A Monday might bring a hug and a kiss from Pep Guardiola. But he might not say a word to you on Tuesday. Photo: Phil Noble/Reuters

An hour after lifting his second Carabao Cup in February, Pep Guardiola stood inside a plush Wembley hospitality suite agitating to get away.

Manchester City had laid on a winners’ reception for family and sponsors to joyously toast another trophy, but their manager had already moved on.

Guardiola was pleasant, polite and graciously accepted the congratulations, yet his mind was elsewhere. He wore an occupied look, and all those present could see it.

Three more trophies were on the line at that stage. The biggest and most significant of those was the Premier League – the quest to retain their title.

Liverpool still needed catching, with two points the deficit. Guardiola longed to be back at the training ground studying videos, or back at his city centre restaurant Tast, drinking tomato juice and plotting his next move.

What has happened this season is testament to Guardiola, the first man since Sir Alex Ferguson in 2009 to retain the world’s toughest league title.

On Sunday, City won the Premier League and equalled their own record for the most wins in a campaign, 32.

Guardiola told his players back in August to expect a Liverpool onslaught and he was proven correct, the level of Jurgen Klopp’s wondrous team kicking City on to achieve a staggering 98 points.

That is 198 points over the course of the last two seasons – an average of 2.61 per match – and nobody is likely to rival the consistency of this set of players for a long, long time.

“I didn’t expect to get the points we have this season after what we did last season,” Guardiola said.

“Normally the tendency for human beings is to relax a little bit.”

His drive can be traced back to last July in Chicago, when those around him noticed that this workaholic of a manager had somehow ramped up his efforts even further on City’s pre-season tour.

Even with the majority of his players on holiday recovering from the World Cup, Guardiola was unrelenting.

The Catalan puts this achievement down as one of his greatest in management. Retaining the Premier League title was his absolute focus, and he made it plain that the squad should pay similar amounts of attention.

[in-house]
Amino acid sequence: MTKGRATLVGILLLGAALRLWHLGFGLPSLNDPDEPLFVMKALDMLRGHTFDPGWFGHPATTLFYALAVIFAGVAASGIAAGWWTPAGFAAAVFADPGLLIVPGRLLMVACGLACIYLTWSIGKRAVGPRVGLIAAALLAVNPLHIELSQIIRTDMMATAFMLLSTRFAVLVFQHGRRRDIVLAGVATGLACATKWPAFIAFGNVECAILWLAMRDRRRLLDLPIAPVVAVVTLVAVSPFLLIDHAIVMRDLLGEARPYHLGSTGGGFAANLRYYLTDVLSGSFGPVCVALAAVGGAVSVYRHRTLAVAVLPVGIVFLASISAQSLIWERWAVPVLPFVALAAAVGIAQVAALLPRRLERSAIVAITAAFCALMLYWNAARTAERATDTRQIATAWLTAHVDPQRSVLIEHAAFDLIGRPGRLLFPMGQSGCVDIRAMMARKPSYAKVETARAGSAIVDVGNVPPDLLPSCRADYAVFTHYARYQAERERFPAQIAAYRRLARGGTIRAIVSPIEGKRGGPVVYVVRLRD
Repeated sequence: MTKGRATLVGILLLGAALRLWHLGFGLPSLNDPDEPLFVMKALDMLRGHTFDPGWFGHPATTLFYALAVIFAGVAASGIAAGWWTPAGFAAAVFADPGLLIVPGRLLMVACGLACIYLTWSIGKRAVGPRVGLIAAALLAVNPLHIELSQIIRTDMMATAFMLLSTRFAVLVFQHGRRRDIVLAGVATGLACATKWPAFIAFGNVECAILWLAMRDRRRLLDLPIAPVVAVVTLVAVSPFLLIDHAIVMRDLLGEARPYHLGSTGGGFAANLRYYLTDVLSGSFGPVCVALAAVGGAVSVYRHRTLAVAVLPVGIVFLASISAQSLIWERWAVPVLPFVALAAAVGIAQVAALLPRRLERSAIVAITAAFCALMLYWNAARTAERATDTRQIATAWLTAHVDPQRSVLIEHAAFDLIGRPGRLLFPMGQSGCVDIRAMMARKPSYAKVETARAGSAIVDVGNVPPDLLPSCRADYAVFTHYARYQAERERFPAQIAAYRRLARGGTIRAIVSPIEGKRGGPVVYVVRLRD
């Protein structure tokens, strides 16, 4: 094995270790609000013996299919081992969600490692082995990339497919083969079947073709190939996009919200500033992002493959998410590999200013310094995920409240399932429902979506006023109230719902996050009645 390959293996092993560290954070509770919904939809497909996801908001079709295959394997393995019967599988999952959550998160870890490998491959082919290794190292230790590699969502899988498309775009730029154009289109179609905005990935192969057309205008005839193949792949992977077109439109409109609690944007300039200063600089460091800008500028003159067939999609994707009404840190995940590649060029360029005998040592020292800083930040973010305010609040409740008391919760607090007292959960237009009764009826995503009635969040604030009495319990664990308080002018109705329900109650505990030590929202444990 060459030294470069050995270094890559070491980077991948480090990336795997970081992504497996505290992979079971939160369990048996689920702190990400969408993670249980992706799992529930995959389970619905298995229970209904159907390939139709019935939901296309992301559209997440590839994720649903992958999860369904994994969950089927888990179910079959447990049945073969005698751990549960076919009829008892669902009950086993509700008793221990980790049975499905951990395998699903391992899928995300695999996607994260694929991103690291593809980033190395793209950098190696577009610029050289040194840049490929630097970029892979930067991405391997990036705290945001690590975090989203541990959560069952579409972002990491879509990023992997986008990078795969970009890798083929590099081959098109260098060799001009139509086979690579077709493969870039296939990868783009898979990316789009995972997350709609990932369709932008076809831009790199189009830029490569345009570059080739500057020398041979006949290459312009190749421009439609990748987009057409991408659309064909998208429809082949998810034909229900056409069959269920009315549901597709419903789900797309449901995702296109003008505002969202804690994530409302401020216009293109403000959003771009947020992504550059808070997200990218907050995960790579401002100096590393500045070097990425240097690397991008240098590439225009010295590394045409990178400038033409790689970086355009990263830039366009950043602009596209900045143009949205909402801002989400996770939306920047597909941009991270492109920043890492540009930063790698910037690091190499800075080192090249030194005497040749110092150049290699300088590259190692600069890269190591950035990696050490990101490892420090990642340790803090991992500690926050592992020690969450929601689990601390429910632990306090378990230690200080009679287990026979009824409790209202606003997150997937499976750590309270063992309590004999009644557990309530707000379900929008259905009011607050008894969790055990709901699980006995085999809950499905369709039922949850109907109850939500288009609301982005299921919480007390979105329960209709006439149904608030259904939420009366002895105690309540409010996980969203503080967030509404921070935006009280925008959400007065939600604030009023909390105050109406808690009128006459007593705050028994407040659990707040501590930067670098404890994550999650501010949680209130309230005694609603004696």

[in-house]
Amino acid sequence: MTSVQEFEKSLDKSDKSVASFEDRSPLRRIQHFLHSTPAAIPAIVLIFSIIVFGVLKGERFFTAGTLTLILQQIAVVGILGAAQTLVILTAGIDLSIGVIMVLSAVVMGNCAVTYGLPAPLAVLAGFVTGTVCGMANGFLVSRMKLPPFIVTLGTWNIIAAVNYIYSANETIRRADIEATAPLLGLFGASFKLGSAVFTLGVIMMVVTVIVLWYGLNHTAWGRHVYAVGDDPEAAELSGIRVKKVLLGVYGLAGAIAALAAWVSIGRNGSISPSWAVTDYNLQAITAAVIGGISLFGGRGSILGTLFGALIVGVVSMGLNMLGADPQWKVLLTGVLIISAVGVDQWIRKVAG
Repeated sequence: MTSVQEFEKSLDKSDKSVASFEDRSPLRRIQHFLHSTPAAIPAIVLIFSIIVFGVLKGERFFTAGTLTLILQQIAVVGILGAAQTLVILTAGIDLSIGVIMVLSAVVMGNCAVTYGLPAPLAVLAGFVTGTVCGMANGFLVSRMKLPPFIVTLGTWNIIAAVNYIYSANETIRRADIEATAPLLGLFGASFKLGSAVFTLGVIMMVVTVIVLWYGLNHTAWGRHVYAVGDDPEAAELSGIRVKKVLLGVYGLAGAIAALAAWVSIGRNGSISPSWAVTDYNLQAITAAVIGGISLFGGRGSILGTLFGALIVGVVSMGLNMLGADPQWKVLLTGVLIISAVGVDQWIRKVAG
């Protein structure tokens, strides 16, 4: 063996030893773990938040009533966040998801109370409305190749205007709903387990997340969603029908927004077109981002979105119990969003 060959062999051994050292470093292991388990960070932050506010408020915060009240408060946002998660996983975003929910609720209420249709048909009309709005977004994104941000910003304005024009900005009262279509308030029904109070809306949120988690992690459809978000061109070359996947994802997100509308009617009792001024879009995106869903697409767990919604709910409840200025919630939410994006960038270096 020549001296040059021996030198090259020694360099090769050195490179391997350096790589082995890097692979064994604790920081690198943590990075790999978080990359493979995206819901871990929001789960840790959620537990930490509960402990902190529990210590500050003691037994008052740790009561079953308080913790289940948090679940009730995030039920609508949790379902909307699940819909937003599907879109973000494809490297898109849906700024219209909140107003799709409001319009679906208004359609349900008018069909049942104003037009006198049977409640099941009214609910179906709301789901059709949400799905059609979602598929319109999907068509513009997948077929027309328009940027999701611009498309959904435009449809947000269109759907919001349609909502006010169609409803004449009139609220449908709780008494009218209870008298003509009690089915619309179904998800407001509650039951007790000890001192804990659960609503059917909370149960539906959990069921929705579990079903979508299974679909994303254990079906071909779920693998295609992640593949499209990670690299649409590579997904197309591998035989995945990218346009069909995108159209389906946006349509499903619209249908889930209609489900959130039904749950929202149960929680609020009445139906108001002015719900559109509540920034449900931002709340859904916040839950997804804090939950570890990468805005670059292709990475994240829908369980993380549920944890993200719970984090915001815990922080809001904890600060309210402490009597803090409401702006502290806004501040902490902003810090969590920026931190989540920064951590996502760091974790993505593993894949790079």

Bernardo Silva flew out early to America after Portugal’s campaign in Russia at the manager’s request and has flourished, becoming arguably the club’s most reliable player.

Leroy Sane was treated differently. He was cradled by his manager – afforded extra time off after his omission from the Germany squad – but appeared morose.

The winger soon fell out of favour, dropped from one squad completely after poor performances in training and a generally sullen attitude, and has struggled for starts all year.

Despite his enviable goals and assists record, Sane is now firmly behind Bernardo in the pecking order. If you’re not on board, Guardiola will place his faith in others.

The campaign has been a triumph for man-management. The City dressing room has been described by first-team sources as “extraordinary”, the best environment cultivated since Sheik Mansour’s money arrived in east Manchester.

“I’ve never seen anything quite like it,” one source said.

The squad play card games on the way back from matches, rather than sit in isolation with headphones on. Bernardo’s terrace chant – “Ber-nar-do, Sil-VA, running down the wing, Sil-VA” – is a favourite sing-a-long on the team coach.

Players of different nationalities mix freely over compulsory breakfasts and lunches at the training complex, with no real cliques.

The absent Benjamin Mendy FaceTimed Vincent Kompany to congratulate his captain after that thunderbolt winner against Leicester.

Birthdays of players or staff members are celebrated in unison after matches.

Kompany spent an hour consoling a tearful Sergio Aguero in the dressing room after Champions League elimination. That night hit the older players hard.

Not every club fosters this atmosphere and fewer manage to sustain it. Just look at the team across town.